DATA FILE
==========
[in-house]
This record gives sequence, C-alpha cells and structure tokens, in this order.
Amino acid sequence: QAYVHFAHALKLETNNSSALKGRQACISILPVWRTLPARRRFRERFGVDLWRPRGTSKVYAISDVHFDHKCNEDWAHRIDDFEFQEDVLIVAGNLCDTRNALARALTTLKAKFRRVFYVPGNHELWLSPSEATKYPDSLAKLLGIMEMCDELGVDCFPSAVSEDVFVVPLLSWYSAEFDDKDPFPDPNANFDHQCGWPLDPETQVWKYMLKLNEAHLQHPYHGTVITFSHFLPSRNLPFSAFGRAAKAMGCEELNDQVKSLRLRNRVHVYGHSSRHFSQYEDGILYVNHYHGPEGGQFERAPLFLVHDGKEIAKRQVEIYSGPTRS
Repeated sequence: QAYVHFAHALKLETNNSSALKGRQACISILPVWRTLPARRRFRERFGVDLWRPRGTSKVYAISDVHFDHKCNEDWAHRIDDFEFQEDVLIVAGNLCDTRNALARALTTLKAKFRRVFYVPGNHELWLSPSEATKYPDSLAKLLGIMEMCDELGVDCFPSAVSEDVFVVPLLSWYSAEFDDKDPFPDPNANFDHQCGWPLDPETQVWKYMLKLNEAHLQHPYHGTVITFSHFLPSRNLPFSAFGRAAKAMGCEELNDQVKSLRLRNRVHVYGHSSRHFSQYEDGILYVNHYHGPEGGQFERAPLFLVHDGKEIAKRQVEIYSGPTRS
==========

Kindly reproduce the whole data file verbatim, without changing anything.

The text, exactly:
[in-house]
This record gives sequence, C-alpha cells and structure tokens, in this order.
Amino acid sequence: QAYVHFAHALKLETNNSSALKGRQACISILPVWRTLPARRRFRERFGVDLWRPRGTSKVYAISDVHFDHKCNEDWAHRIDDFEFQEDVLIVAGNLCDTRNALARALTTLKAKFRRVFYVPGNHELWLSPSEATKYPDSLAKLLGIMEMCDELGVDCFPSAVSEDVFVVPLLSWYSAEFDDKDPFPDPNANFDHQCGWPLDPETQVWKYMLKLNEAHLQHPYHGTVITFSHFLPSRNLPFSAFGRAAKAMGCEELNDQVKSLRLRNRVHVYGHSSRHFSQYEDGILYVNHYHGPEGGQFERAPLFLVHDGKEIAKRQVEIYSGPTRS
Repeated sequence: QAYVHFAHALKLETNNSSALKGRQACISILPVWRTLPARRRFRERFGVDLWRPRGTSKVYAISDVHFDHKCNEDWAHRIDDFEFQEDVLIVAGNLCDTRNALARALTTLKAKFRRVFYVPGNHELWLSPSEATKYPDSLAKLLGIMEMCDELGVDCFPSAVSEDVFVVPLLSWYSAEFDDKDPFPDPNANFDHQCGWPLDPETQVWKYMLKLNEAHLQHPYHGTVITFSHFLPSRNLPFSAFGRAAKAMGCEELNDQVKSLRLRNRVHVYGHSSRHFSQYEDGILYVNHYHGPEGGQFERAPLFLVHDGKEIAKRQVEIYSGPTRS